8888677771 | J&K: Assam seeks suggestions on proposed law to ban polygamy | India News

GUWAHATI: The Assam government on Monday issued a public notice seeking suggestions from citizens on the proposed law to ban polygamy in the state after an expert committee recommended that the state legislature is competent to enact such a law, the bill for which is likely to be tabled in the coming assembly session from September 11.
Chief minister Himanta Biswa Sarma also made an appeal on X, formerly known as Twitter, to the public to send their suggestions on the proposed law.
According to the public notice issued by the state’s home and political department, the last date for sending suggestions is August 30 through email to lawonpolygamy@assam.goy.in or physical submission in the office of the principal secretary of the home and political department.
On August 6, the expert committee formed by the Assam government to examine the legislative competence of the state legislature to enact a law to end polygamy had submitted its report to the chief minister, who immediately announced that a legislation on the subject will be introduced within this financial year.
He had said the committee, led by the former judge of Gauhati HC, Rumi Kumari Phukan, unanimously agreed that the state can frame its own laws to end polygamy.
Sharing the executive summary of the report which says “the Indian Constitution grants the union and the states the authority to enact legislation on certain subjects…,” the public notice stated that “marriage falls under the Concurrent List”, enabling both the Centre and states to pass laws on it.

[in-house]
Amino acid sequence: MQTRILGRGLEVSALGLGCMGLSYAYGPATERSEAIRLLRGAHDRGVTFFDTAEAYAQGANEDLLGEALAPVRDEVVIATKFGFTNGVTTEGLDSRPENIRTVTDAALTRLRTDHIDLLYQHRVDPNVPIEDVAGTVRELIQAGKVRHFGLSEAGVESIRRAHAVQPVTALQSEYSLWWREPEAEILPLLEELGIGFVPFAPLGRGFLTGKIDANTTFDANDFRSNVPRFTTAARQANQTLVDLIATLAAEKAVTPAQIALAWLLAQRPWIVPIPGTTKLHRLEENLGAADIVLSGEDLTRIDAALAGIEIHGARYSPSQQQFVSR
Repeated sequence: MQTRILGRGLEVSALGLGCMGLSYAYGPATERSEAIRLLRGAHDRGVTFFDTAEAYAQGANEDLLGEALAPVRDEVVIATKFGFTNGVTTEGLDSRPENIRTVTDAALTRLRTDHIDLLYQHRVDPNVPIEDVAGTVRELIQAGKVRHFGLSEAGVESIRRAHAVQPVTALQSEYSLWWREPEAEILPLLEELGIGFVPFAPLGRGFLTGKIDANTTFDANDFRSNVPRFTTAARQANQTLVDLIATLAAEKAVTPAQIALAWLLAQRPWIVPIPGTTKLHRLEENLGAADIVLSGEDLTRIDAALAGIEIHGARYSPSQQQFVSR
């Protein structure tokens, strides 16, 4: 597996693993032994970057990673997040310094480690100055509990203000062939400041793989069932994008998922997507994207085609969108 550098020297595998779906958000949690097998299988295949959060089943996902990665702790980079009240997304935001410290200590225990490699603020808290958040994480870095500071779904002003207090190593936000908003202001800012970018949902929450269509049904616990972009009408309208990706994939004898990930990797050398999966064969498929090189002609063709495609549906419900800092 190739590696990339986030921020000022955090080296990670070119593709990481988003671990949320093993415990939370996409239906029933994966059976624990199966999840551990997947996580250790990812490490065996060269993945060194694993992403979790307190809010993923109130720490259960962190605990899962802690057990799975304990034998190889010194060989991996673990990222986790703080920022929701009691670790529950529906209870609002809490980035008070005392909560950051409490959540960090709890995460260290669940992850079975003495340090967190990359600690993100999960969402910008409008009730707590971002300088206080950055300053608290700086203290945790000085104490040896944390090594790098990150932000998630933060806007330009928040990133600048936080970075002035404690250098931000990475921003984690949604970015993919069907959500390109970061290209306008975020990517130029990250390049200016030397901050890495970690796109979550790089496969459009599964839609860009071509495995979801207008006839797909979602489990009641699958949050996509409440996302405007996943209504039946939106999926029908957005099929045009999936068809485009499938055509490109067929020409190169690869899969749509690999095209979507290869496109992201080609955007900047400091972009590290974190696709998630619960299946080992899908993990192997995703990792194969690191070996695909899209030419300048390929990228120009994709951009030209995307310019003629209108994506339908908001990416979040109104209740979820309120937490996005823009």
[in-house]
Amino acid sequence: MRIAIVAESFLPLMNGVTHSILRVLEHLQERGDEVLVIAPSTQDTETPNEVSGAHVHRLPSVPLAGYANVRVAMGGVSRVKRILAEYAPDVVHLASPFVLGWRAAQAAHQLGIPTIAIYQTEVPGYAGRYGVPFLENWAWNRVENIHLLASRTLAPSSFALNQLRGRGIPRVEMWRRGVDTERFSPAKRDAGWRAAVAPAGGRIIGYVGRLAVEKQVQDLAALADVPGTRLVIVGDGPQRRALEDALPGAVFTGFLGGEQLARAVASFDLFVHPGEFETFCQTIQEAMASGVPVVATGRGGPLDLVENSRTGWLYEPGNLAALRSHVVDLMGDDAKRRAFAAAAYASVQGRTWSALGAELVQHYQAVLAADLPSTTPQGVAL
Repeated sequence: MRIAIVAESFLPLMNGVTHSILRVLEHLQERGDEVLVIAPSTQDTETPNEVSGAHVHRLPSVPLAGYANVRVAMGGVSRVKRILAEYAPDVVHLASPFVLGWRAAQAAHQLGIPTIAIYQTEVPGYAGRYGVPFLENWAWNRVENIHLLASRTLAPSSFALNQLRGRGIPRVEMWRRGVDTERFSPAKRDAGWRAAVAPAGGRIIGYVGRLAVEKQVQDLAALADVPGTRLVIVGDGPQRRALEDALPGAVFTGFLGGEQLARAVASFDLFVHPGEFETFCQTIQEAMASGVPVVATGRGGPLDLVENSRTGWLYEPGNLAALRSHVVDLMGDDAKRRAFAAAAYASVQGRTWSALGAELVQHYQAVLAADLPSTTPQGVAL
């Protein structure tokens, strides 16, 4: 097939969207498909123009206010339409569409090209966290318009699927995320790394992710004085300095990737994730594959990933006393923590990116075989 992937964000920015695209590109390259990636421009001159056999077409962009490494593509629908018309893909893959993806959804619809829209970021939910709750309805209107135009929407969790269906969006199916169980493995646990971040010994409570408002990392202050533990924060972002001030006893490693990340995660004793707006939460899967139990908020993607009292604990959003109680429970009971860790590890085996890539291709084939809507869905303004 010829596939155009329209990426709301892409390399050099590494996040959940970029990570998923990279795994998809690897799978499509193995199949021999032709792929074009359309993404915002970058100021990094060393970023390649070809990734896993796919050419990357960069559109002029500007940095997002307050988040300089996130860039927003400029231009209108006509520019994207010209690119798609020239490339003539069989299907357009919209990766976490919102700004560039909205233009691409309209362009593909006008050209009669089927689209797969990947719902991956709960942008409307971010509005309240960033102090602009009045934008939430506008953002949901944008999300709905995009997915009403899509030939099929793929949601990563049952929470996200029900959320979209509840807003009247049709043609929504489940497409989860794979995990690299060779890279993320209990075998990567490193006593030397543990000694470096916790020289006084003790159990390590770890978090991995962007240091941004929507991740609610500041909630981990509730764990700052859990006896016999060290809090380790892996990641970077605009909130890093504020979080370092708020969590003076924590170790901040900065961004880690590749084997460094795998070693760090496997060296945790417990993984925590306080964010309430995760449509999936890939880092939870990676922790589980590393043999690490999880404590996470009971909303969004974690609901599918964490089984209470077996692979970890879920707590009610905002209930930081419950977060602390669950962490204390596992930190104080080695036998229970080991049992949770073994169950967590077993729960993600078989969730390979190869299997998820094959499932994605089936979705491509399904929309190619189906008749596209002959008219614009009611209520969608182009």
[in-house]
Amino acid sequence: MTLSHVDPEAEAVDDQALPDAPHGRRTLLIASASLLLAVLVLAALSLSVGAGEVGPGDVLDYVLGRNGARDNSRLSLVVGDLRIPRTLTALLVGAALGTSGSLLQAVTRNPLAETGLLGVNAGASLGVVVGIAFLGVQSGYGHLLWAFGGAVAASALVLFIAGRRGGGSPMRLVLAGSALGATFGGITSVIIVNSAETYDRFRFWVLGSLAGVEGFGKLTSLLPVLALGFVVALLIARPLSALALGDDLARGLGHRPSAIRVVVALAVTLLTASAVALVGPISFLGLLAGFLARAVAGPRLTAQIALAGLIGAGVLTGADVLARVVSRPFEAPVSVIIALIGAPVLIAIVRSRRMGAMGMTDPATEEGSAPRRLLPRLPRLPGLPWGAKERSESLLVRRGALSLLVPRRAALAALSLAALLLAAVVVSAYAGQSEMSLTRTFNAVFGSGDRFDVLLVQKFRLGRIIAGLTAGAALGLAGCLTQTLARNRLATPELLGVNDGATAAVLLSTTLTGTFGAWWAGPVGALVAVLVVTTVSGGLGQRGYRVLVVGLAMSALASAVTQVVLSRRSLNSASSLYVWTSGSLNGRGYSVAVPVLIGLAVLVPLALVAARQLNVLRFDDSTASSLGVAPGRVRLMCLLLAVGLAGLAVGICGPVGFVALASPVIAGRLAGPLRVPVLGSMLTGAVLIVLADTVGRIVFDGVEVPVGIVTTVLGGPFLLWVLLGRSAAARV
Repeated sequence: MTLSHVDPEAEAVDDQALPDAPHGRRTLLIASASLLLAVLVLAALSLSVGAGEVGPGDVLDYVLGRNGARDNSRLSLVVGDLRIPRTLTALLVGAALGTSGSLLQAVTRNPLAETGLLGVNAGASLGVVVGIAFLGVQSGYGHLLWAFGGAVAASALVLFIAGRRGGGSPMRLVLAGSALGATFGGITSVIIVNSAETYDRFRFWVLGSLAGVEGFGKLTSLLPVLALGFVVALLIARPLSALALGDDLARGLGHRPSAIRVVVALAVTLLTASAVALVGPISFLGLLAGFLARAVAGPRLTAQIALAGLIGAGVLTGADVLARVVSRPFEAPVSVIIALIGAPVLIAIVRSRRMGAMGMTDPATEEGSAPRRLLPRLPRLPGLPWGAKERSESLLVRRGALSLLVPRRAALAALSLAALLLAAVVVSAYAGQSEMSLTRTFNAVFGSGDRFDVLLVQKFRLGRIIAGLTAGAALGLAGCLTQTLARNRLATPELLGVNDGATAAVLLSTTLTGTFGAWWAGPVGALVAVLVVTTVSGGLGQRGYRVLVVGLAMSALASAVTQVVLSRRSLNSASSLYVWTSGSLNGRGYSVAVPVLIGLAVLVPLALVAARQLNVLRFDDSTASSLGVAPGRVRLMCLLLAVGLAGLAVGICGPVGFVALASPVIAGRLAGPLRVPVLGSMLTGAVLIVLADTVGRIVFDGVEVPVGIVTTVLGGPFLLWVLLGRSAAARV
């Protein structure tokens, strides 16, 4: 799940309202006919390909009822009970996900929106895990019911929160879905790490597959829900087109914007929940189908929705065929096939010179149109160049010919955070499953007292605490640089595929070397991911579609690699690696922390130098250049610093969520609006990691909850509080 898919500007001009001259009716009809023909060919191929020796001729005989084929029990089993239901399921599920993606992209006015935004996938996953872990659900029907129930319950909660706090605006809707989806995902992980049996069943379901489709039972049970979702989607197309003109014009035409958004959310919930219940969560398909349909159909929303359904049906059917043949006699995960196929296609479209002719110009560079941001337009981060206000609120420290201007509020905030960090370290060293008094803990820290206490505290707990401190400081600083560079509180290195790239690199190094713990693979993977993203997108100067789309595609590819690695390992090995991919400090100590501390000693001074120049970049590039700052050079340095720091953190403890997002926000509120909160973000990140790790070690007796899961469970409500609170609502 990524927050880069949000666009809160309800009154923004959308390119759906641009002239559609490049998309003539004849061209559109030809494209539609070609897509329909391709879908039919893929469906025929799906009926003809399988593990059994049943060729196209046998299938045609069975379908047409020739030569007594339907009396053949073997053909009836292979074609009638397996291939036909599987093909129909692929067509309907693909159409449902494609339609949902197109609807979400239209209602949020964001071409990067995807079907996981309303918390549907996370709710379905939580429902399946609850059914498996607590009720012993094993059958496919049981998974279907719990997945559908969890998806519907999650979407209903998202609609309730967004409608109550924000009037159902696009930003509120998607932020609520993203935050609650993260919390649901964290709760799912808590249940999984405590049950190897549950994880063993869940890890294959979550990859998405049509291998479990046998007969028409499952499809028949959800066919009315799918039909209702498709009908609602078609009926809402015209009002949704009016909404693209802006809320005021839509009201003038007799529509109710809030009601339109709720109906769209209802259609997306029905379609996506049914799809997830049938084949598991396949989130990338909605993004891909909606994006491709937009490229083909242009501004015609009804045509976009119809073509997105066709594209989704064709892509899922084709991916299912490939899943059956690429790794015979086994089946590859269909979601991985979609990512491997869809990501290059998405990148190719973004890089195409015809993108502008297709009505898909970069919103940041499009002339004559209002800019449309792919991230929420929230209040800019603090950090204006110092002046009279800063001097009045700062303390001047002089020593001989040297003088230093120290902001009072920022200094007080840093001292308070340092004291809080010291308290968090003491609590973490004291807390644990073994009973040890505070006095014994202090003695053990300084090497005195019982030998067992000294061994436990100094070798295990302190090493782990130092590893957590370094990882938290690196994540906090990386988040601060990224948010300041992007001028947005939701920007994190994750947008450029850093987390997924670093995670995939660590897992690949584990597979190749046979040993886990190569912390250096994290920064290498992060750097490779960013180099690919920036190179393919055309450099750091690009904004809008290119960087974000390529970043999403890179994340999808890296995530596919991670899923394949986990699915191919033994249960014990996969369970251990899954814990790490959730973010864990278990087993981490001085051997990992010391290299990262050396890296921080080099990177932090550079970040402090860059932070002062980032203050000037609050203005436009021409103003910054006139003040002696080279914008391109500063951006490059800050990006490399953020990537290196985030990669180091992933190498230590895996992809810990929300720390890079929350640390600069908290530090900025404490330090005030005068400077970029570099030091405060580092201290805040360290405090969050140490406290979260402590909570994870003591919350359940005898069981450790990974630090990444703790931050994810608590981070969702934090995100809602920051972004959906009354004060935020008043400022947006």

The report said the Doctrine of Repugnancy (Article 254) stipulates that if a state legislation contradicts a central legislation, the state law will be overridden unless it received the prior assent of the President of India.
Quoting the report, the notice mentioned that freedom of conscience and the right to practice religion under Article 25 and 26 of the Constitution are “not absolute and are subject to public order, morality, health and legislative provisions for social welfare and reform”.
The courts have clarified that religious practices must be essential and integral to the religion to receive protection, it added.
“With respect to Islam, the courts have held that having more than one wife is not an essential part of the religion. Legislation limiting the number of wives does not interfere with the right to practice religion and is within the scope of ‘social welfare and reform’. Hence, laws favouring monogamy do not violate Article 25,” said the notice, which referred to the expert committee’s report.
Based on these principles, the panel said the “State of Assam would have the legislative competence to enact a state legislature to end polygamy.”
The prevalence of the practice of polygamy, both formal and informal, was found to be high during the statewide crackdown on child marriages since January last. It was found that many elderly men married multiple times and their wives were mostly young girls belonging to the downtrodden sections of society.
Data shows that the prevalence of polygamy is less among the educated Muslims and does not exist at all among the native Muslims. The practice is highly prevalent in places like the Barak Valley, Hojai and Jamunamukh.
India is also a signatory to various international conventions and covenants viz. UN Committee on Civil and Political Rights, Convention on the Elimination of all Forms of Discrimination Against Women which note that polygamy violates the dignity of women and should be abolished wherever it continues to exist.

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